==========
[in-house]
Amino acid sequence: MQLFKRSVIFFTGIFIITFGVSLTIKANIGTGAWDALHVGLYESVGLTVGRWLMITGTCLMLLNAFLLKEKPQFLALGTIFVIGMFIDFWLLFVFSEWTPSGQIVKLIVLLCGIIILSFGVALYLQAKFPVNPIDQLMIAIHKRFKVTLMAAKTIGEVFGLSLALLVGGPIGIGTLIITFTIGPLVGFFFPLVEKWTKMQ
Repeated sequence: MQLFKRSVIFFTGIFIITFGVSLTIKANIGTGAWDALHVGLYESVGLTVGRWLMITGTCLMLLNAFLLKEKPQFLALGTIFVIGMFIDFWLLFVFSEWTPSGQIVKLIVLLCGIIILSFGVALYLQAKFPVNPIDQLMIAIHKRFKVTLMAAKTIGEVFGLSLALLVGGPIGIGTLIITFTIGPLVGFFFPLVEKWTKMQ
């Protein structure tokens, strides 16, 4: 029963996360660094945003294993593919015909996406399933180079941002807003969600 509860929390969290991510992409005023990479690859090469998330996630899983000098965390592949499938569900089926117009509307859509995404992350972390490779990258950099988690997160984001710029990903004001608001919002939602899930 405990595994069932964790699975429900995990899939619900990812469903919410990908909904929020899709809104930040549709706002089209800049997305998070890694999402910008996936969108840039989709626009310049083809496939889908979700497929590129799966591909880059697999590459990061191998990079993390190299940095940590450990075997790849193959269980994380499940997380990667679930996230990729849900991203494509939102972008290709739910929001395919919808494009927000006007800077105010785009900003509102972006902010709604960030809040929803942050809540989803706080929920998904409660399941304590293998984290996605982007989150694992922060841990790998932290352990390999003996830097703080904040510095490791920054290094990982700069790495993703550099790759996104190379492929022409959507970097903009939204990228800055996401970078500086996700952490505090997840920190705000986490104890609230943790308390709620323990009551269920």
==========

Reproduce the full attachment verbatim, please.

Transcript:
[in-house]
Amino acid sequence: MQLFKRSVIFFTGIFIITFGVSLTIKANIGTGAWDALHVGLYESVGLTVGRWLMITGTCLMLLNAFLLKEKPQFLALGTIFVIGMFIDFWLLFVFSEWTPSGQIVKLIVLLCGIIILSFGVALYLQAKFPVNPIDQLMIAIHKRFKVTLMAAKTIGEVFGLSLALLVGGPIGIGTLIITFTIGPLVGFFFPLVEKWTKMQ
Repeated sequence: MQLFKRSVIFFTGIFIITFGVSLTIKANIGTGAWDALHVGLYESVGLTVGRWLMITGTCLMLLNAFLLKEKPQFLALGTIFVIGMFIDFWLLFVFSEWTPSGQIVKLIVLLCGIIILSFGVALYLQAKFPVNPIDQLMIAIHKRFKVTLMAAKTIGEVFGLSLALLVGGPIGIGTLIITFTIGPLVGFFFPLVEKWTKMQ
């Protein structure tokens, strides 16, 4: 029963996360660094945003294993593919015909996406399933180079941002807003969600 509860929390969290991510992409005023990479690859090469998330996630899983000098965390592949499938569900089926117009509307859509995404992350972390490779990258950099988690997160984001710029990903004001608001919002939602899930 405990595994069932964790699975429900995990899939619900990812469903919410990908909904929020899709809104930040549709706002089209800049997305998070890694999402910008996936969108840039989709626009310049083809496939889908979700497929590129799966591909880059697999590459990061191998990079993390190299940095940590450990075997790849193959269980994380499940997380990667679930996230990729849900991203494509939102972008290709739910929001395919919808494009927000006007800077105010785009900003509102972006902010709604960030809040929803942050809540989803706080929920998904409660399941304590293998984290996605982007989150694992922060841990790998932290352990390999003996830097703080904040510095490791920054290094990982700069790495993703550099790759996104190379492929022409959507970097903009939204990228800055996401970078500086996700952490505090997840920190705000986490104890609230943790308390709620323990009551269920």